• Menstruators with special needs and/or disabilities
• Menstruators living in conflict-ridden areas or post-catastrophic events
• Menstruators living in poverty
• Menstruators who are neglected or abused
• Menstruators living in areas and countries where menstruation is stigmatized and a taboo to discuss, which can cause isolation and poor treatment during their period
Why should period poverty be addressed?
A survey from Thinx and PERIOD, The State of The Period, found that 4 in 5 menstruating teens said they have either missed class time, or know someone who missed class time because they did not have access to period products.
Betties, we’ve all had days where we wanted to skip school, but no Betty should be forced to not attend because of a lack of period resources. As a result, many menstruators may be hindered from reaching their full potential. In some cases, the lack of period product access can create dangerous situations as having poor menstrual hygiene can lead to reproductive and urinary tract infections. In more extreme cases, young menstruators who are not educated about their period are more likely found in child marriages, early pregnancies, malnourishment, intimate partner violence and pregnancy complications.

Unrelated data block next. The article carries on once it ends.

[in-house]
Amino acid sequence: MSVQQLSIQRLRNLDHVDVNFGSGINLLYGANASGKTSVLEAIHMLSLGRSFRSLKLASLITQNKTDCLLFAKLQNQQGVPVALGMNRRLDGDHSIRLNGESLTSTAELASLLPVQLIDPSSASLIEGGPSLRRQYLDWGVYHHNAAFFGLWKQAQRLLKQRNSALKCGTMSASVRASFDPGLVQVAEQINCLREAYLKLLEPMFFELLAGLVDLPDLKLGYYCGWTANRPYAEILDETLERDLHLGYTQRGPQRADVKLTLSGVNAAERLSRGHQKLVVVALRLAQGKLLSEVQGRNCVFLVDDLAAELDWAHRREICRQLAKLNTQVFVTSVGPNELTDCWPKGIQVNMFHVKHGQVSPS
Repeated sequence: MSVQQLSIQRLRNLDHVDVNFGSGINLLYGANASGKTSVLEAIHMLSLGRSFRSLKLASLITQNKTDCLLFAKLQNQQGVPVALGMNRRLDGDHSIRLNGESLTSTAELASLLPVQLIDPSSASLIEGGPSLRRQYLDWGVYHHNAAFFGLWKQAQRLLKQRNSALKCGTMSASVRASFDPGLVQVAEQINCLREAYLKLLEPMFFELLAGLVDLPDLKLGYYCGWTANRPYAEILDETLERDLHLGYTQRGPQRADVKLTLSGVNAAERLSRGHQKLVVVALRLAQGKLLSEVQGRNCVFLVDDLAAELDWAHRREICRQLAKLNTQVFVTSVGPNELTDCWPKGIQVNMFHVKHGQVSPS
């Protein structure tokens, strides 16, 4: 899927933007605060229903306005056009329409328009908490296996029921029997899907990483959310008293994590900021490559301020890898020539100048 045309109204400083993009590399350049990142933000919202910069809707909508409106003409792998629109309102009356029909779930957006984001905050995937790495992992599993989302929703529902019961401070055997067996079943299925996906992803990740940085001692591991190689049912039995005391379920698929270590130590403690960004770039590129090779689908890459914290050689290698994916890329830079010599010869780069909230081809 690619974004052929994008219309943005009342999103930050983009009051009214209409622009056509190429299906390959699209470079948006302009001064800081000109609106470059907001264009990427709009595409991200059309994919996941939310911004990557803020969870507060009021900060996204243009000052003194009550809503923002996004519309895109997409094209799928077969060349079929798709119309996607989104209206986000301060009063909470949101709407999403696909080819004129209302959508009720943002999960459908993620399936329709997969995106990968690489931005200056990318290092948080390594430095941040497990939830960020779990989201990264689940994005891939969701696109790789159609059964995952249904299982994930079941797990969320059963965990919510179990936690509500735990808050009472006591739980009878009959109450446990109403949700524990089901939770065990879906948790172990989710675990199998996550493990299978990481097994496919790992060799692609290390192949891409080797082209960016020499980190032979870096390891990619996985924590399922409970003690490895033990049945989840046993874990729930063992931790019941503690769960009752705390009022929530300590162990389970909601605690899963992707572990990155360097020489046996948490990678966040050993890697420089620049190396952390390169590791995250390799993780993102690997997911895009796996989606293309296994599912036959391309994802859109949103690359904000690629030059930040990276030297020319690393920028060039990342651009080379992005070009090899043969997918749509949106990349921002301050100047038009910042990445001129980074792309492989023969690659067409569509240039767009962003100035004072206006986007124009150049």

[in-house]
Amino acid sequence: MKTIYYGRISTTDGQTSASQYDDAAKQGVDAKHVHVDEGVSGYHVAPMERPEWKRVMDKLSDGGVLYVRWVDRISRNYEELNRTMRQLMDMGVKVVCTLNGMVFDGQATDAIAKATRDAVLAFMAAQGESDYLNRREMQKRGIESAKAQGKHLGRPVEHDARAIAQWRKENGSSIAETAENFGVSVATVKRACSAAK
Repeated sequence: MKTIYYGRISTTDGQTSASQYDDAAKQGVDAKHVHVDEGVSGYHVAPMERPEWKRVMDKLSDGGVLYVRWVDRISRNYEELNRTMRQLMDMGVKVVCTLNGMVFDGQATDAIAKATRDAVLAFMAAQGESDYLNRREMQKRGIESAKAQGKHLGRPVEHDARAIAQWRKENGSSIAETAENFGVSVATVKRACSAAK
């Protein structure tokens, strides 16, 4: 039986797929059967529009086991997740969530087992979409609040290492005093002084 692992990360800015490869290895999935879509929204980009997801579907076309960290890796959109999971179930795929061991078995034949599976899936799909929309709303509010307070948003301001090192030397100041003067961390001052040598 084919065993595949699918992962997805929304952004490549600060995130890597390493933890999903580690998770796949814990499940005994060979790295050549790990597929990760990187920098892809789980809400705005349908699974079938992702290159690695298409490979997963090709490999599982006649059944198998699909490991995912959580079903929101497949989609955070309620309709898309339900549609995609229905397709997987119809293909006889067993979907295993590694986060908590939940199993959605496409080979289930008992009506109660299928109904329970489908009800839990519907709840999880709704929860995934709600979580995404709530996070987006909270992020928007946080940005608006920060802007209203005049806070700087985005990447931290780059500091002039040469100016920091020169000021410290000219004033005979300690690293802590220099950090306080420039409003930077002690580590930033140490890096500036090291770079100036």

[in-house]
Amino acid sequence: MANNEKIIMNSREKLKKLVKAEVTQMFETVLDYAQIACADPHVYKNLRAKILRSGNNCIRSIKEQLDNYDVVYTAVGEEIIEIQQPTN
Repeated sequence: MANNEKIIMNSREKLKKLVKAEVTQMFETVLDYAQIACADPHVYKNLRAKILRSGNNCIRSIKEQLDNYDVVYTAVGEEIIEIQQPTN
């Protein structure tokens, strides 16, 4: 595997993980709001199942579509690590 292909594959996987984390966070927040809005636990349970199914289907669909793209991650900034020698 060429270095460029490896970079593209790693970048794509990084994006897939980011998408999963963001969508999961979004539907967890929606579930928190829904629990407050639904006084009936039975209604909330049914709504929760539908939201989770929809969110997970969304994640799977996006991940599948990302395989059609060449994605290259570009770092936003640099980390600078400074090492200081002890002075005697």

The burden of living in period poverty can have serious mental health implications, triggering period shame and embarrassment. Those who experience period poverty are more likely to report moderate to severe depression than individuals who have never experienced period poverty.
What are some necessities menstruators should have during menstruation?
• Safe and accessible resources to absorb + collect blood
• A safe and private environment to change, dispose of, and/or clean menstrual supplies
• Access to wash with soap and clean water safely and privately
• A basic education and understanding of the menstrual cycle and how to cope with their period without feelings of discomfort or fear
• Access to health information and services to ensure they can make informed decisions about their period and seek out care for any menstruation-related disorders if necessary